Questions and Answers:
Ginkgo biloba for the Evaluation of Memory (GEM) Study
On this page:
- About the study
- Study Background
- Key Results
- Consumer Information and Next Steps
- For more information
About the Study
What is the Ginkgo biloba for the Evaluation of Memory (GEM) study?
The GEM study is the largest clinical trial ever to evaluate the effects of the dietary supplement Ginkgo biloba on the occurrence of dementia. The study tested the effectiveness of 120 milligrams of ginkgo twice daily versus placebo in lowering the incidence of dementia, in general, and Alzheimer's disease (AD), specifically, in normal elderly people and those with mild cognitive impairment (MCI).
Researchers led by Steven T. DeKosky, M.D., formerly of the University of Pittsburgh, now Vice President and Dean of the School of Medicine at the University of Virginia in Charlottesville, conducted the 8-year study at four clinical sites. This research was co-funded by five components of the National Institutes of Health (NIH): National Center for Complementary and Integrative Health (NCCIH); National Institute on Aging; National Heart, Lung, and Blood Institute; National Institute of Neurological Disorders and Stroke, and the Office of Dietary Supplements.
What was the purpose of the study?
Ginkgo is widely used for its potential positive effects on memory and cognition, and laboratory studies have shown several possible ways that ginkgo might work to produce these potential effects. To date, adequate clinical trials testing the effect of ginkgo on dementia incidence were lacking. The GEM study was designed to determine the ability of ginkgo to prevent or delay the onset of dementia, particularly Alzheimer's disease, in the elderly.
What was the basic design of the study?
In the GEM study, participants were randomly assigned to either a group that would take 120 milligrams twice daily of ginkgo or a group that would take an identically appearing placebo twice daily. To reduce the chance of biased results, the study was double-blinded—neither the researchers nor the participants knew which group the participants were in. The randomization was done separately for each clinical site using a computer-generated, randomly assigned list maintained at the Data Coordinating Center at the University of Washington in Seattle.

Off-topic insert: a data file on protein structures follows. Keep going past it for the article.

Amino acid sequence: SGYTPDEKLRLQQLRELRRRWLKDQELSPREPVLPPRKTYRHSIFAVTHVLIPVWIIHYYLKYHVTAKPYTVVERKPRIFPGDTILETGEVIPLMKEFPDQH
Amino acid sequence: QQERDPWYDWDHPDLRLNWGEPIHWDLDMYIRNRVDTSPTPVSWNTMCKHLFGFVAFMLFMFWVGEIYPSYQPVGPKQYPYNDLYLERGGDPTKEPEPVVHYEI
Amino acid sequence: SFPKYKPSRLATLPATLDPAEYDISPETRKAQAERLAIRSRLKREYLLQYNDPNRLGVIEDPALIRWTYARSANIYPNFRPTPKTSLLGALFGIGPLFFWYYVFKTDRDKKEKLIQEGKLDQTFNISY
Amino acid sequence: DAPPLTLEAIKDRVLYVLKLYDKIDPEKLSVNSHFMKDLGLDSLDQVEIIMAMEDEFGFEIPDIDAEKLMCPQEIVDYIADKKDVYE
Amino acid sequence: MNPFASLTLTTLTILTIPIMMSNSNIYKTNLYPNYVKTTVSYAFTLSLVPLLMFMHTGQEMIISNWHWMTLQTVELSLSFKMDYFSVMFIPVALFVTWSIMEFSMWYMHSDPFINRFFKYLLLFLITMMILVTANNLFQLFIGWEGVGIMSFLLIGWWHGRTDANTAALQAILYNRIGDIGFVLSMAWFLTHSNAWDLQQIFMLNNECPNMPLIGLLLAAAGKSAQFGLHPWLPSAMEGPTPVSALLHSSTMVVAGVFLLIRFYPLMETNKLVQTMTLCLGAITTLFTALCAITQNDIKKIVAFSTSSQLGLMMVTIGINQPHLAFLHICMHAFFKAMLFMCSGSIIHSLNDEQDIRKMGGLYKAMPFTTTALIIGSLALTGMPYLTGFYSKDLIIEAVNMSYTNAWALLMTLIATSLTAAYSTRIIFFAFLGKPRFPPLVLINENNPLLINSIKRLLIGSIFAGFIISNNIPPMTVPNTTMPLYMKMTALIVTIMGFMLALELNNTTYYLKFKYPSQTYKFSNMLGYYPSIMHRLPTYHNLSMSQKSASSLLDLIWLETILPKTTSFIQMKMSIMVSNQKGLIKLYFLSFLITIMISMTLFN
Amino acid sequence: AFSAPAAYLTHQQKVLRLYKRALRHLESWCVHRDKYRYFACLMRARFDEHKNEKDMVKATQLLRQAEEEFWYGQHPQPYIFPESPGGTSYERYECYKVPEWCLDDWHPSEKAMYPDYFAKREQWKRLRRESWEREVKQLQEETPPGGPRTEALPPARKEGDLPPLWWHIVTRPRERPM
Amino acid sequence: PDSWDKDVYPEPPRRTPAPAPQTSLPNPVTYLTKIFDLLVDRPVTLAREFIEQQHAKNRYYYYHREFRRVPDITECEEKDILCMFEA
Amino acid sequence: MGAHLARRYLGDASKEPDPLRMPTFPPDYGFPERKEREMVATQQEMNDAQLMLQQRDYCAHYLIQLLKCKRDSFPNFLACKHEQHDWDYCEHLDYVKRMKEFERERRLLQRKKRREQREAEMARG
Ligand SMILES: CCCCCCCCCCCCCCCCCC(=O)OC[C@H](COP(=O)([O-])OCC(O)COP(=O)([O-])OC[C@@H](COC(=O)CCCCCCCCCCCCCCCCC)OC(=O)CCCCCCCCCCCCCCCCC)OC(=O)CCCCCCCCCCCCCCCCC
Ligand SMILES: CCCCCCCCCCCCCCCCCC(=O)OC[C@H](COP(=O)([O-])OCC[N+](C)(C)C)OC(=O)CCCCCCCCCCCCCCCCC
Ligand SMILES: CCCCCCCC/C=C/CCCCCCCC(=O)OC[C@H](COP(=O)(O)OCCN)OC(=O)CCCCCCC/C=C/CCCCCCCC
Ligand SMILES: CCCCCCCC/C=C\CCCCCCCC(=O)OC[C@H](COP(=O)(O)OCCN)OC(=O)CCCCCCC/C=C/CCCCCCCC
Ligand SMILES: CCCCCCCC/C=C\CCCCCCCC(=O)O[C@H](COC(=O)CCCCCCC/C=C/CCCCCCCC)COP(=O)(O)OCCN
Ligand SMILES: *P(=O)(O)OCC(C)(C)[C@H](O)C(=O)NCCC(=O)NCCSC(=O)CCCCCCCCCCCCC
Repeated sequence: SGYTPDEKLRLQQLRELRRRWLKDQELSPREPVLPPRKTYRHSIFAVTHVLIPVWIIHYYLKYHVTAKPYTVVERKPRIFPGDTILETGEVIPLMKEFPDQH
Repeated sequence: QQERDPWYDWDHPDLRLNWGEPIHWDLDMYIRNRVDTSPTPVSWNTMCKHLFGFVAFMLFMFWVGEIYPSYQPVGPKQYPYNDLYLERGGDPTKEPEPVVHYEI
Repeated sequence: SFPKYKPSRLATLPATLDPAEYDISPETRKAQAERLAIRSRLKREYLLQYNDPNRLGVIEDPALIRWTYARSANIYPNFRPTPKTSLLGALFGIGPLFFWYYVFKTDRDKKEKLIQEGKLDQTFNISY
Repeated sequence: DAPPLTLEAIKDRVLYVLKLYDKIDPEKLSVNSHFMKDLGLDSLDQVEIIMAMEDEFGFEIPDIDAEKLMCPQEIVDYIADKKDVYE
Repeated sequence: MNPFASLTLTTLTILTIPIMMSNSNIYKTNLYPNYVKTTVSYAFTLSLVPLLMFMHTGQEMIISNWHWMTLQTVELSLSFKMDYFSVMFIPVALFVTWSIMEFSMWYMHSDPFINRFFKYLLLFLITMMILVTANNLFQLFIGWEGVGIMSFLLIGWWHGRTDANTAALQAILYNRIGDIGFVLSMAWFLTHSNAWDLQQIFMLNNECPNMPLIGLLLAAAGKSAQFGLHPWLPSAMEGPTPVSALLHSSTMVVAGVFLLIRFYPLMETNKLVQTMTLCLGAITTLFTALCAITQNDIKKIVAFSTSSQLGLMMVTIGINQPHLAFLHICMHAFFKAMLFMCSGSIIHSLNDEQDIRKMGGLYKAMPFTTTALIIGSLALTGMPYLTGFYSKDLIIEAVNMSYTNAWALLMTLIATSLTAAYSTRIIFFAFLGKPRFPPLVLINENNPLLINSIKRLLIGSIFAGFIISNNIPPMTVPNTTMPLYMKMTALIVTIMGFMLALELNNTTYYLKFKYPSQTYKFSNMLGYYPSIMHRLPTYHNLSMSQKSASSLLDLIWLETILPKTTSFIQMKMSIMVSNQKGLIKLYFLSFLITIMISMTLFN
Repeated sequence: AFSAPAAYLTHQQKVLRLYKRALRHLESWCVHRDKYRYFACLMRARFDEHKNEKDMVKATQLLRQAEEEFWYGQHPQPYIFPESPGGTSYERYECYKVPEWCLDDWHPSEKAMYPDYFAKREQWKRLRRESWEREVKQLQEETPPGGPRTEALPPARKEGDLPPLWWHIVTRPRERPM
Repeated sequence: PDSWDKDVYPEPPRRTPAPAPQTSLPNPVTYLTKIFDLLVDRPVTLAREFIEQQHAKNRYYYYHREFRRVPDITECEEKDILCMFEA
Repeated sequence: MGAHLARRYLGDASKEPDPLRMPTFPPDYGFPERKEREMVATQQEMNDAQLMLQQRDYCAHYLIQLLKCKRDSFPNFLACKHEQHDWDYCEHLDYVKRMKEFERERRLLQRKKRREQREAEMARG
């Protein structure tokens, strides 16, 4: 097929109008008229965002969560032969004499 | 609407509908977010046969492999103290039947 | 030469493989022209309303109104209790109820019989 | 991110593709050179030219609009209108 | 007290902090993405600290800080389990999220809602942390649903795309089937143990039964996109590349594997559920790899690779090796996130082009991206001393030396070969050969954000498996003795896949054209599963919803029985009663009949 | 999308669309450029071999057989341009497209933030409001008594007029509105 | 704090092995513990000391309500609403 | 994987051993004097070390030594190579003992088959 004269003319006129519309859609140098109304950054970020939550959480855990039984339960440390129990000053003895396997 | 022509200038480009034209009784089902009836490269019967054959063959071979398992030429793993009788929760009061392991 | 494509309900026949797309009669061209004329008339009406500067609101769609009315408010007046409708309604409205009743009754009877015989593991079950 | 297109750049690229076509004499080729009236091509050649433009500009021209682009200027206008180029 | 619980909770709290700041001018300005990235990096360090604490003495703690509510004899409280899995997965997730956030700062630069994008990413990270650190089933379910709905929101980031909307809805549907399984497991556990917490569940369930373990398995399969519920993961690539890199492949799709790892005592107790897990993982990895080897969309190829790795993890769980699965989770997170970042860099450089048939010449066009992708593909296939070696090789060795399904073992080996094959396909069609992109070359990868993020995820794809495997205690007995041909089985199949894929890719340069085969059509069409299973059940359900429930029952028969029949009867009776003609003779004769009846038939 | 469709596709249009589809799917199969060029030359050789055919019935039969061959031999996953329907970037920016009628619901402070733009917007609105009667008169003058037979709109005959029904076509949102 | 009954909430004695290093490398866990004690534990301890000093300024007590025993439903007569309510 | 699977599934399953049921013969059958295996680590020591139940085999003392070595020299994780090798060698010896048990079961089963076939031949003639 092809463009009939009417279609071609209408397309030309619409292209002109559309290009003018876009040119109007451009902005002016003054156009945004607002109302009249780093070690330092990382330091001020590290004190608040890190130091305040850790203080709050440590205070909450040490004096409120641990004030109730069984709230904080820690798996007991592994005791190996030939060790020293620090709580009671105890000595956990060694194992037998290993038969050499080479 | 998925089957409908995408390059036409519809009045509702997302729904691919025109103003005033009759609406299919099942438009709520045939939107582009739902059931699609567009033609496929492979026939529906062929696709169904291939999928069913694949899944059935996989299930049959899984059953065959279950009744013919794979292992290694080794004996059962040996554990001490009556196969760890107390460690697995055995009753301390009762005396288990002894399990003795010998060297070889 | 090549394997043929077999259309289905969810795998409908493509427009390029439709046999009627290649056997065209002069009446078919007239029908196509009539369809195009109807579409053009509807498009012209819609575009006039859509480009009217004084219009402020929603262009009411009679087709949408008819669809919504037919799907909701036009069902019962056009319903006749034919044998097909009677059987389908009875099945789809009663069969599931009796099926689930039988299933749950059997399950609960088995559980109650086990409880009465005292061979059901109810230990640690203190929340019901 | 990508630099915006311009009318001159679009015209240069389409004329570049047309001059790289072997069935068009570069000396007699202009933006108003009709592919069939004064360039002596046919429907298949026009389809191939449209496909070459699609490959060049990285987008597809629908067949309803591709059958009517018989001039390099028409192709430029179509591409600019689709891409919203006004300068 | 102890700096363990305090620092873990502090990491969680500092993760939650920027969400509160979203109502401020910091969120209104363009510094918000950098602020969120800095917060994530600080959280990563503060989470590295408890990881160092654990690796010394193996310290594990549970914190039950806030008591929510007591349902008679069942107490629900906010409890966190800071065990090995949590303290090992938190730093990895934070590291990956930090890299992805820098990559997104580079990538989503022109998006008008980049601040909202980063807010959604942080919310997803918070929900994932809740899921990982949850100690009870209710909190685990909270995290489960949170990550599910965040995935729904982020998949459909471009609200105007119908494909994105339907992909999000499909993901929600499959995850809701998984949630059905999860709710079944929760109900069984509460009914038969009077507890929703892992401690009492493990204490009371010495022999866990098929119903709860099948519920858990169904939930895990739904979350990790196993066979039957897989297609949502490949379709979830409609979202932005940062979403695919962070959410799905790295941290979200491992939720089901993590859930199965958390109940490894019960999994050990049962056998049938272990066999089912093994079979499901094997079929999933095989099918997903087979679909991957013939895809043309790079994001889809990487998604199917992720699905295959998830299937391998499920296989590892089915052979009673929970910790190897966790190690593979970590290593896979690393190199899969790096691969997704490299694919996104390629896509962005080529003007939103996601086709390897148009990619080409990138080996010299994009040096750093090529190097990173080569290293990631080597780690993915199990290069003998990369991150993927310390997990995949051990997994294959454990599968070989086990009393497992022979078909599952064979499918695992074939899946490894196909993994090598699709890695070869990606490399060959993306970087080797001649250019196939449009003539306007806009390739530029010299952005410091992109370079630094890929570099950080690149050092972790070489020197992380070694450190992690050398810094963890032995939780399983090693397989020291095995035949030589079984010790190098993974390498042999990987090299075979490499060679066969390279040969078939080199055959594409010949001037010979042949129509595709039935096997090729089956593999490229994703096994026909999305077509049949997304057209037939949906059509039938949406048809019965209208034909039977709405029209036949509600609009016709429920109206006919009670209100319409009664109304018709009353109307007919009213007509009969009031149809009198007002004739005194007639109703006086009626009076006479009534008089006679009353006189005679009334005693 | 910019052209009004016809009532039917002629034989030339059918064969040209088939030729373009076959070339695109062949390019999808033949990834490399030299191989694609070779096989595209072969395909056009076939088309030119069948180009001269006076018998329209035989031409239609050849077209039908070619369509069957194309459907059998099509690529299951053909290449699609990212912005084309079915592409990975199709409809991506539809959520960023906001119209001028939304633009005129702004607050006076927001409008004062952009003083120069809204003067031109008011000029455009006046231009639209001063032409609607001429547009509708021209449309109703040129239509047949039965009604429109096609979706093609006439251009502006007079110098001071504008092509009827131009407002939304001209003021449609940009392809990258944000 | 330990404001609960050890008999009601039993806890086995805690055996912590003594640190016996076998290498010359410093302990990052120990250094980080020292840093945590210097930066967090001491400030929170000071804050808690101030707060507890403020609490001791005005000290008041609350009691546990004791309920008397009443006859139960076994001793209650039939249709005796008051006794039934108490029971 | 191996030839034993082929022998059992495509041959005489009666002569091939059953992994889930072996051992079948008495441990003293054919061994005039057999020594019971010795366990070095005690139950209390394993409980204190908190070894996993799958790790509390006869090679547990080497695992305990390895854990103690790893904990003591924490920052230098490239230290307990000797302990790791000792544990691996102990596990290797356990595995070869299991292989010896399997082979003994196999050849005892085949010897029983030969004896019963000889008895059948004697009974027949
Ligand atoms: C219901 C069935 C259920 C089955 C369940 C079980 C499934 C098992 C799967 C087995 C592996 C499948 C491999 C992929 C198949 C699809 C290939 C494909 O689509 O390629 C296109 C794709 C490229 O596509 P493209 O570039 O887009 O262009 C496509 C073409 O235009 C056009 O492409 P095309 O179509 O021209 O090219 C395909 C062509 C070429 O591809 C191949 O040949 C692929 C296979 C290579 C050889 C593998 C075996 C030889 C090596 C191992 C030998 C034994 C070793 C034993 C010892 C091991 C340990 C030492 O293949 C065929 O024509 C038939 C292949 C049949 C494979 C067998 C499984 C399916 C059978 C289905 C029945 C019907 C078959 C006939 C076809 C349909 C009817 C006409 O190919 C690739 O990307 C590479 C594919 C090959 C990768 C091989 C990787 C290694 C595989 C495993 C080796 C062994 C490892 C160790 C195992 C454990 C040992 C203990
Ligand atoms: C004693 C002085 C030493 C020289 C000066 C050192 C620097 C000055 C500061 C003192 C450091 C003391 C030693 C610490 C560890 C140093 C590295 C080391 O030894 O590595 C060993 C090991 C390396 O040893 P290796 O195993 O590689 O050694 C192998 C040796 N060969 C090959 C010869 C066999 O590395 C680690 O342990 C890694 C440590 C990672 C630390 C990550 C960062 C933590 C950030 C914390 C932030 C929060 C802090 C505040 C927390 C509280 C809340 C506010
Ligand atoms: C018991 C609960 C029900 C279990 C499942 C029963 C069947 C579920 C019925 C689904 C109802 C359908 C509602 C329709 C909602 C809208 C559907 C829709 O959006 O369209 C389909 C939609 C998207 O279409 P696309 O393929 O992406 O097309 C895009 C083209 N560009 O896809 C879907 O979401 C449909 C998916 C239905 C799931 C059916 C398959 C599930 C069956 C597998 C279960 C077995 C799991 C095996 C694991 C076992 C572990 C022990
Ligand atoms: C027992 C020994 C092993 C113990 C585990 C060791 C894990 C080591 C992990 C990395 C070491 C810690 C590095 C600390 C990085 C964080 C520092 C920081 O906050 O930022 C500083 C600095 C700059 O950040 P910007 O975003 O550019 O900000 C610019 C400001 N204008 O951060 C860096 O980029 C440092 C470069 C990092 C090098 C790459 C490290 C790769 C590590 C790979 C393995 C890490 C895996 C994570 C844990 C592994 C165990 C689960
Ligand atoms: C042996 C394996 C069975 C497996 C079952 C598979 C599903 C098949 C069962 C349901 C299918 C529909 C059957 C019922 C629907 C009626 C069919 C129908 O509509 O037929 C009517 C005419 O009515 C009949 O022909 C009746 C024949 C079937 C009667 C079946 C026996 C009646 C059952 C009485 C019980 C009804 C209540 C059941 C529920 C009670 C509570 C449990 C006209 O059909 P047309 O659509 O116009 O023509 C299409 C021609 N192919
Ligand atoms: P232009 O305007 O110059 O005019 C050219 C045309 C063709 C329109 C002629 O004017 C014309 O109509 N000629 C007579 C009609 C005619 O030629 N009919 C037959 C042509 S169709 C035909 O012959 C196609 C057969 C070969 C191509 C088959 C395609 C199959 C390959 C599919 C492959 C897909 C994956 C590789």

The study recruited and followed 3,069 elderly individuals for an average of 5.8 years on medication. The primary endpoint was the diagnosis of dementia using the Diagnostic Statistical Manual IV (DSM IV) criteria as determined by an expert panel of clinicians. The patients with a diagnosis of dementia underwent magnetic resonance imaging (MRI) scans to determine their dementia type.
What did the GEM Study cost?
The total cost for the GEM Study was approximately $36.5 million. This figure includes the costs of the clinical trial itself, the banking of blood specimens, and a number of ancillary studies that are still being conducted.
What is dementia?
According to the National Institute on Aging (NIA), people who have serious changes in their memory, personality, and behavior may suffer from a form of brain disease called dementia, which can seriously affect a person's ability to carry out daily activities. The term dementia describes a group of symptoms that are caused by changes in brain function. Dementia is caused by many conditions; some conditions can be reversed, and others cannot. The two most common forms of dementia in older people are Alzheimer's disease and multi-infarct dementia (sometimes called vascular dementia or stroke).
What is Alzheimer's disease?
According to the NIA, Alzheimer's disease affects as many as 4.5 million Americans and is the most common form of dementia among older people, but it is not a normal part of aging. Alzheimer's disease is an irreversible, progressive brain disease that slowly destroys memory and thinking skills. Over time, the disease leads to the inability to carry out the simplest tasks of daily living and, eventually, causes death. In most people with Alzheimer's disease, symptoms first appear after age 60. Although treatment can slow the progression of Alzheimer's and help manage its symptoms in some people, currently there is no cure for the disease.
What is Ginkgo biloba?
Ginkgo biloba, commonly called ginkgo, is a botanical—a plant or plant part used for its scent, flavor, and/or therapeutic properties. The ginkgo tree is one of the oldest types of trees in the world, and ginkgo seeds have been used in traditional Chinese medicine for thousands of years. Ginkgo extracts are usually taken from the ginkgo leaf and are used to make tablets, capsules, or teas. Today, people use ginkgo leaf extracts hoping to improve memory; to treat or help prevent Alzheimer's disease and other types of dementia; to decrease intermittent claudication (leg pain caused by narrowing arteries); and to treat sexual dysfunction, multiple sclerosis, tinnitus, and other health conditions. In the United States, ginkgo is sold as a dietary supplement. For more information see Herbs at a Glance: Ginkgo.
What doses were used?